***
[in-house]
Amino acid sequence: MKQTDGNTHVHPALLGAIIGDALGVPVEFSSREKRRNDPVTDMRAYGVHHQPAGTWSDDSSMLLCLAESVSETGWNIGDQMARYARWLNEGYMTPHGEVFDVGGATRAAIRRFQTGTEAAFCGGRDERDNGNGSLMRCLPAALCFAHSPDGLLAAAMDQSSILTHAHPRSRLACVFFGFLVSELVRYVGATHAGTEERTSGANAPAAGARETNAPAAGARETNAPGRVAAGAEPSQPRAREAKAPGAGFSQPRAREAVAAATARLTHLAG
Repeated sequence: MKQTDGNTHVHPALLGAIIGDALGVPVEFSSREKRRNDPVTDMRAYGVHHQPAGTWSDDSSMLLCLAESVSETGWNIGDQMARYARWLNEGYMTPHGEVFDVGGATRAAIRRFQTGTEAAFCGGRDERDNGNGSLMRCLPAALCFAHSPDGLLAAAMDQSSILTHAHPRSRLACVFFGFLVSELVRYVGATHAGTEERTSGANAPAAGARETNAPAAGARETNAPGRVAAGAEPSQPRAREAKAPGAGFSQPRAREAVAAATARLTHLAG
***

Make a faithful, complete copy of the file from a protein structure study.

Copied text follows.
[in-house]
Amino acid sequence: MKQTDGNTHVHPALLGAIIGDALGVPVEFSSREKRRNDPVTDMRAYGVHHQPAGTWSDDSSMLLCLAESVSETGWNIGDQMARYARWLNEGYMTPHGEVFDVGGATRAAIRRFQTGTEAAFCGGRDERDNGNGSLMRCLPAALCFAHSPDGLLAAAMDQSSILTHAHPRSRLACVFFGFLVSELVRYVGATHAGTEERTSGANAPAAGARETNAPAAGARETNAPGRVAAGAEPSQPRAREAKAPGAGFSQPRAREAVAAATARLTHLAG
Repeated sequence: MKQTDGNTHVHPALLGAIIGDALGVPVEFSSREKRRNDPVTDMRAYGVHHQPAGTWSDDSSMLLCLAESVSETGWNIGDQMARYARWLNEGYMTPHGEVFDVGGATRAAIRRFQTGTEAAFCGGRDERDNGNGSLMRCLPAALCFAHSPDGLLAAAMDQSSILTHAHPRSRLACVFFGFLVSELVRYVGATHAGTEERTSGANAPAAGARETNAPAAGARETNAPGRVAAGAEPSQPRAREAKAPGAGFSQPRAREAVAAATARLTHLAG